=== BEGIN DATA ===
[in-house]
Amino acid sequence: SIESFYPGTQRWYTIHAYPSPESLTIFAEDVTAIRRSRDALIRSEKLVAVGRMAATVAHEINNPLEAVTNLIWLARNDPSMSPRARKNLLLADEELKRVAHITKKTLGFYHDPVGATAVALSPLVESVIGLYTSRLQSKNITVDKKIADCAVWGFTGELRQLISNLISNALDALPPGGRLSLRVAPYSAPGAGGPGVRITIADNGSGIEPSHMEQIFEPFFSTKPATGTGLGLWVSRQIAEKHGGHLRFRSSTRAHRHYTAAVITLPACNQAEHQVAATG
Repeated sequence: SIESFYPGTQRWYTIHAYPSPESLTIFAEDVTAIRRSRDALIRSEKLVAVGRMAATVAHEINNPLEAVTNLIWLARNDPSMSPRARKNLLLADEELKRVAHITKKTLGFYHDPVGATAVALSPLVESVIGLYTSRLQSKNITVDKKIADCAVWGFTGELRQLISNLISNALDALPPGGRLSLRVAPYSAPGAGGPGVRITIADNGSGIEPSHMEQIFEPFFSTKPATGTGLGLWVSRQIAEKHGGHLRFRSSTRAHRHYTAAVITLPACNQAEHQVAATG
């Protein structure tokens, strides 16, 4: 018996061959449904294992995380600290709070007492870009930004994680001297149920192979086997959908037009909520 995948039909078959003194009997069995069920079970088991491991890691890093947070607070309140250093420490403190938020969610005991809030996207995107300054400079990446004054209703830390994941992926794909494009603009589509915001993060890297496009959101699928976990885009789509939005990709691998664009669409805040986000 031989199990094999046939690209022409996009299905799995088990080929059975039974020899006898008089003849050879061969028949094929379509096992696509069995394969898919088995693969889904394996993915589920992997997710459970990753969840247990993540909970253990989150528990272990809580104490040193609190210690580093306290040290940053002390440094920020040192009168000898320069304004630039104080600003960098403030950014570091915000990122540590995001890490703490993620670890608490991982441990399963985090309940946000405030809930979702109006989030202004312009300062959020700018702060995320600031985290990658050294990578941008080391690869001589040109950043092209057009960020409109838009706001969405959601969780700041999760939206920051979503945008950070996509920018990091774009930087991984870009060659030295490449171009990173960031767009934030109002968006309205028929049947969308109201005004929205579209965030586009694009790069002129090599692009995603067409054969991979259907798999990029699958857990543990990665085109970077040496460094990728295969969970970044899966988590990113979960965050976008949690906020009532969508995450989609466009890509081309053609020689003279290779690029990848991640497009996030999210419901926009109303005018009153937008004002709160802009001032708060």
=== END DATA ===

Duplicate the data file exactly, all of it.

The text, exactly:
[in-house]
Amino acid sequence: SIESFYPGTQRWYTIHAYPSPESLTIFAEDVTAIRRSRDALIRSEKLVAVGRMAATVAHEINNPLEAVTNLIWLARNDPSMSPRARKNLLLADEELKRVAHITKKTLGFYHDPVGATAVALSPLVESVIGLYTSRLQSKNITVDKKIADCAVWGFTGELRQLISNLISNALDALPPGGRLSLRVAPYSAPGAGGPGVRITIADNGSGIEPSHMEQIFEPFFSTKPATGTGLGLWVSRQIAEKHGGHLRFRSSTRAHRHYTAAVITLPACNQAEHQVAATG
Repeated sequence: SIESFYPGTQRWYTIHAYPSPESLTIFAEDVTAIRRSRDALIRSEKLVAVGRMAATVAHEINNPLEAVTNLIWLARNDPSMSPRARKNLLLADEELKRVAHITKKTLGFYHDPVGATAVALSPLVESVIGLYTSRLQSKNITVDKKIADCAVWGFTGELRQLISNLISNALDALPPGGRLSLRVAPYSAPGAGGPGVRITIADNGSGIEPSHMEQIFEPFFSTKPATGTGLGLWVSRQIAEKHGGHLRFRSSTRAHRHYTAAVITLPACNQAEHQVAATG
């Protein structure tokens, strides 16, 4: 018996061959449904294992995380600290709070007492870009930004994680001297149920192979086997959908037009909520 995948039909078959003194009997069995069920079970088991491991890691890093947070607070309140250093420490403190938020969610005991809030996207995107300054400079990446004054209703830390994941992926794909494009603009589509915001993060890297496009959101699928976990885009789509939005990709691998664009669409805040986000 031989199990094999046939690209022409996009299905799995088990080929059975039974020899006898008089003849050879061969028949094929379509096992696509069995394969898919088995693969889904394996993915589920992997997710459970990753969840247990993540909970253990989150528990272990809580104490040193609190210690580093306290040290940053002390440094920020040192009168000898320069304004630039104080600003960098403030950014570091915000990122540590995001890490703490993620670890608490991982441990399963985090309940946000405030809930979702109006989030202004312009300062959020700018702060995320600031985290990658050294990578941008080391690869001589040109950043092209057009960020409109838009706001969405959601969780700041999760939206920051979503945008950070996509920018990091774009930087991984870009060659030295490449171009990173960031767009934030109002968006309205028929049947969308109201005004929205579209965030586009694009790069002129090599692009995603067409054969991979259907798999990029699958857990543990990665085109970077040496460094990728295969969970970044899966988590990113979960965050976008949690906020009532969508995450989609466009890509081309053609020689003279290779690029990848991640497009996030999210419901926009109303005018009153937008004002709160802009001032708060």